Series: Bound Gods #1
Publisher: Harper Voyager (June 21, 2016)
Length: 400 pages
My Rating: 3.5 stars
In the Shadow of the Gods announces a new voice in the fantasy field. Rachel Dunne setting off on an epic journey with this opening salvo in her Bound Gods series; the story promising divine beings, conflict and betrayal, personal angst, and more than enough combat and magic to satisfy.
The world setting for Shadow is an interesting one, dominated by a perpetual state of religious strife. Two faiths vying for control over the masses. The dominant force is that of the Parents; the creator gods who brought the universe and all its inhabitants into being. The rogue faith is for the Twins, or the Fallen; these divine children of the Parents having rebelled against their progenitors; their punishment to be cast down upon the world, where their bodies shattered into pieces – but they did not die.
The eternal bone of contention between these two faiths are the Twins, specifically their rebirth. For, you see, the faithful of the Fallen are eternally working to either recovery and reassemble the bodies of their gods or use newborn twin babies for their gods’ spirits to inhabit. Something the followers of the Parents oppose, going so far as to kill all twin babies at birth and stone to death any missionaries of the Twins.
Into this quagmire of strife, Ms. Dunne weaves her tale through the viewpoints of five distinct characters. Each of these individuals living in the same general area of the world but as different from one another as people continents apart.
Readers first encounter Seeker Joros. This missionary of the Twins returning to his faith’s secret sanctuary in Mount Raturo, which lies at the very edge of civilization. His purpose is to return several new converts to his outlawed religion; one pregnant female, in particular, is vitally important as she might be carry unborn twins. Joros’ hope that the delivery of this pregnant woman will prove his worth beyond question and open the way to him becoming a member of the ruling elite of the Twins.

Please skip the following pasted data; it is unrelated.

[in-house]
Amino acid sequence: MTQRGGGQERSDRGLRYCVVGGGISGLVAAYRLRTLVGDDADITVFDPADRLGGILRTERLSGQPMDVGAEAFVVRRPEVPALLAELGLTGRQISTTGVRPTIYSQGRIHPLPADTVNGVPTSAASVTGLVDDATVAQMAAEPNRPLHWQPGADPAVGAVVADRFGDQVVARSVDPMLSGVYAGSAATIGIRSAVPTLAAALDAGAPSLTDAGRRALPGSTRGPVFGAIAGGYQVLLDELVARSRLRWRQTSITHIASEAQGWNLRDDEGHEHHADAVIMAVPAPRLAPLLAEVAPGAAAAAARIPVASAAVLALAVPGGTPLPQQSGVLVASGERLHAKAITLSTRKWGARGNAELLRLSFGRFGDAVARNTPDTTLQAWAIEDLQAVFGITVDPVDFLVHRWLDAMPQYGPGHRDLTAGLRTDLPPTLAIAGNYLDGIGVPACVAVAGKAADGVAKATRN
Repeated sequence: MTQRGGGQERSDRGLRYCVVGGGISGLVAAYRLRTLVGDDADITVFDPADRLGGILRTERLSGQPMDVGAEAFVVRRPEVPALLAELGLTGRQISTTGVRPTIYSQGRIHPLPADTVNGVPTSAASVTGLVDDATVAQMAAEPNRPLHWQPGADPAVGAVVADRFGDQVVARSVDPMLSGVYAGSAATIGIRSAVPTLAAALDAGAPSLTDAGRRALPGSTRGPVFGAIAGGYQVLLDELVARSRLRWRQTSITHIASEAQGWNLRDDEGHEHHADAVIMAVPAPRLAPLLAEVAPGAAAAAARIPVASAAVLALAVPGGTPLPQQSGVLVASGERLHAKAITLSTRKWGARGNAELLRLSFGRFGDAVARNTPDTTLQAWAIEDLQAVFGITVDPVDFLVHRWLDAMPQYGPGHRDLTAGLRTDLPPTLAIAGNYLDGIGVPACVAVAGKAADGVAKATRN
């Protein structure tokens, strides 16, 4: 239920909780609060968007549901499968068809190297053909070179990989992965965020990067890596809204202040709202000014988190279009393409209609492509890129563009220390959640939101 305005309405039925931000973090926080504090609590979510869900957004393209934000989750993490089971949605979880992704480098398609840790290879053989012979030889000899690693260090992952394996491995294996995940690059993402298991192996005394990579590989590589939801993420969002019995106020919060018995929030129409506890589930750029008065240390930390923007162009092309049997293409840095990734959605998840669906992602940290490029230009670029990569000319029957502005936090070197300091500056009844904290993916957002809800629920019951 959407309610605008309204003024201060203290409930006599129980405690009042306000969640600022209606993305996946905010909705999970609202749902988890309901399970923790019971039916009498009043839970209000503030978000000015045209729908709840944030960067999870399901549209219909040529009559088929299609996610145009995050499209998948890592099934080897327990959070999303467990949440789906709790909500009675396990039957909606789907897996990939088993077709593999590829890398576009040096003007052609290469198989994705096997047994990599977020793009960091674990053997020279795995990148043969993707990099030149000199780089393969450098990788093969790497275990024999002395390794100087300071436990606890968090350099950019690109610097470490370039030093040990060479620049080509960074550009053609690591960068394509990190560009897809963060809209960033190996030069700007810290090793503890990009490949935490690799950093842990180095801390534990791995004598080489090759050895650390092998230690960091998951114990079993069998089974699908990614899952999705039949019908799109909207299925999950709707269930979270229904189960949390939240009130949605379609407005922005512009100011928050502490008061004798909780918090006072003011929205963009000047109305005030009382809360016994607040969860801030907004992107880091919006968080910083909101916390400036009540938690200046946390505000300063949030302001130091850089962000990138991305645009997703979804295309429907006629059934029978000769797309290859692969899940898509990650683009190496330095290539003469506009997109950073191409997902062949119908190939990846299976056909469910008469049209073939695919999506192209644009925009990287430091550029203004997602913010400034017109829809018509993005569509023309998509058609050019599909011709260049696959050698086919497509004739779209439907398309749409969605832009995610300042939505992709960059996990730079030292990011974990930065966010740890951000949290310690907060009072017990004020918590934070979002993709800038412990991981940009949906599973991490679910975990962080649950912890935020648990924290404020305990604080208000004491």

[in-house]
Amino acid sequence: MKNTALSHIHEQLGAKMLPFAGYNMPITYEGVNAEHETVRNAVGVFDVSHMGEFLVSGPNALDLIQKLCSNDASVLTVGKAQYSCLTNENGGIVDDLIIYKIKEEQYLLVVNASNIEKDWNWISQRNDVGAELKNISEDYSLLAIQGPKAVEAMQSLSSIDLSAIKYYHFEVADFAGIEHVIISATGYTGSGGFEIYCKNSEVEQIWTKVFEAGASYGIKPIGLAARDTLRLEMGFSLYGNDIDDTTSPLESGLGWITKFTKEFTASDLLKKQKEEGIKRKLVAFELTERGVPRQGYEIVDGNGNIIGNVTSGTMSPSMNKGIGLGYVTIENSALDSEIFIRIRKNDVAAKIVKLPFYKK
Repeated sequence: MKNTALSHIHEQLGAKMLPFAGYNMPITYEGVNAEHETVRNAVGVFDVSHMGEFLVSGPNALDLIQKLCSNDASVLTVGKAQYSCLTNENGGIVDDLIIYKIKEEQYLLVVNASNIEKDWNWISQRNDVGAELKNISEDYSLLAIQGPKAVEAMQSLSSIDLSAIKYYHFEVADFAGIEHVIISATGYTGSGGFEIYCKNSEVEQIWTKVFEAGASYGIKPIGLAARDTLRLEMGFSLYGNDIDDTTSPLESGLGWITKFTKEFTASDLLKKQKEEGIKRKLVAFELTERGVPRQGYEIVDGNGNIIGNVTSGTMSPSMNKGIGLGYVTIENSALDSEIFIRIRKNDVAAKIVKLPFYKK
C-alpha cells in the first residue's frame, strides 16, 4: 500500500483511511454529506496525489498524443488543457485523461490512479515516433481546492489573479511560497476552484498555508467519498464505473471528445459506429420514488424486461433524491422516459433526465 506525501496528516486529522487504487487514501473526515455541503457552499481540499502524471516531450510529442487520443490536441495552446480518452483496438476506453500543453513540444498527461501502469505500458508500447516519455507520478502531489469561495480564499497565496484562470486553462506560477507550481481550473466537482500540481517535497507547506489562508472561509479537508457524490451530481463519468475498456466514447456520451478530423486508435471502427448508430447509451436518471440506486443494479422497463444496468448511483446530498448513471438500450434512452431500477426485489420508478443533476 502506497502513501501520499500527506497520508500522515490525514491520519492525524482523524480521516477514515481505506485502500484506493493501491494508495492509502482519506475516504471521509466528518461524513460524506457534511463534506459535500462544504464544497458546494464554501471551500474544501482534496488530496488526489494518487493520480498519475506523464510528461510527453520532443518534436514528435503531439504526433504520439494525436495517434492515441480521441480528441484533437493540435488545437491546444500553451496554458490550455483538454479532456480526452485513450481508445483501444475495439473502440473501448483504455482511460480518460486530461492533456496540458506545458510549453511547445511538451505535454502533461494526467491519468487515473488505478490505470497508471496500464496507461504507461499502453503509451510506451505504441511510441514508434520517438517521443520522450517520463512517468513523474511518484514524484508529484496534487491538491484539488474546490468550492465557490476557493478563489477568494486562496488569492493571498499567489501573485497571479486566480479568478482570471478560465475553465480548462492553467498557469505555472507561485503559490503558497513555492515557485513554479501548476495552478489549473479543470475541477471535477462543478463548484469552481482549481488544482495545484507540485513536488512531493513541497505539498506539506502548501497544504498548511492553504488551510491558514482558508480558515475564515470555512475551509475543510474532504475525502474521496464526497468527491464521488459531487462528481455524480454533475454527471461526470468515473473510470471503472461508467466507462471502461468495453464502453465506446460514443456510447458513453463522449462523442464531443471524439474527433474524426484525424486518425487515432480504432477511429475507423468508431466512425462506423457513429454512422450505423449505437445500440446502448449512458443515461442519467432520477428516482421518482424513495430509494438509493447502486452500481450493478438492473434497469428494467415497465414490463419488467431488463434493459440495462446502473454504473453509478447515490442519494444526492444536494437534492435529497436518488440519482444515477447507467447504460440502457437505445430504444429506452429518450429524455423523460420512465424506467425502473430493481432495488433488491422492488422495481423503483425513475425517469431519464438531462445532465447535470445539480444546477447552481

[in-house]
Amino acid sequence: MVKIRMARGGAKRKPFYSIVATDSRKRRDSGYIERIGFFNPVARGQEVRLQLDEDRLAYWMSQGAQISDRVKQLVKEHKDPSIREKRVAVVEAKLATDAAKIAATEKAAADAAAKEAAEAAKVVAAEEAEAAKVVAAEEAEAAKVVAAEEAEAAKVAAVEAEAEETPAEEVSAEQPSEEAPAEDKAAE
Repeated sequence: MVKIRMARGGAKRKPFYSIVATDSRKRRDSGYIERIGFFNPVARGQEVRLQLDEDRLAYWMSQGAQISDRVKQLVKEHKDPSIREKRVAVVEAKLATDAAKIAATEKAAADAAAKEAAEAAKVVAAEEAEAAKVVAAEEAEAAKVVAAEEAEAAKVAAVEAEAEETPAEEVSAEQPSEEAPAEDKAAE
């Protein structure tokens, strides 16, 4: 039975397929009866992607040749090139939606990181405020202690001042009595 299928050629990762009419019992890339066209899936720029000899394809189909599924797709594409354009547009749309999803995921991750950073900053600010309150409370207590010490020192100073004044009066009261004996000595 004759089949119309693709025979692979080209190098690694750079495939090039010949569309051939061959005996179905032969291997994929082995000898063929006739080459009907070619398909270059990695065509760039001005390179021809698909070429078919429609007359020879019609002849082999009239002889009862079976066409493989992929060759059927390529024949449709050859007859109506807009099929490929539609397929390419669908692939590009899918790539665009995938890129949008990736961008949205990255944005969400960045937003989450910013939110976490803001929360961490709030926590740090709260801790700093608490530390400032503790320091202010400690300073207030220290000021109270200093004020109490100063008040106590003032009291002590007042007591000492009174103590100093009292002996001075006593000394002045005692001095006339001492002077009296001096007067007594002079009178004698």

Meanwhile, in the snowy wastes of the Northlands, a young Northman is taken in by Parrokerrus, priest of the Parents. While the wild lad is silent and appears a brute savage, Parro is determined to raise him, teach him the truth of the Parents, and help him find a place in the harsh prison colony of Aardanel.
Seemingly a world away, siblings Aro and Rora eke out a minimal existence in the “Canals” of the city of Mercetta. Thieving and begging, hiding and killing as necessary to survive the inhuman slums ruled by rival gangs, but as long as the pair remains together they are willing to brave any hardship.
Lastly, there is pure hearted, devoted Keiro. Where Seeker Joros sees his faith in the Twins as a path to power, Keiro views his life as one of pure devotion to a true and noble cause. His desire to convert the misguided lost to the side of the Twins. His spirit constantly seeking divine guidance. His every action tailored to reviving his gods and initiate the creation of a new paradise upon the world.
Once all these individuals are introduced and fleshed out, Shadow actually skips forward in time. Each character having their lives shattered by some unexpected event; a new path forced upon them. The fallout of the destruction placing all but one on an seemingly inevitable collision course, while that one brave soul finds himself on a solitary quest of discovery.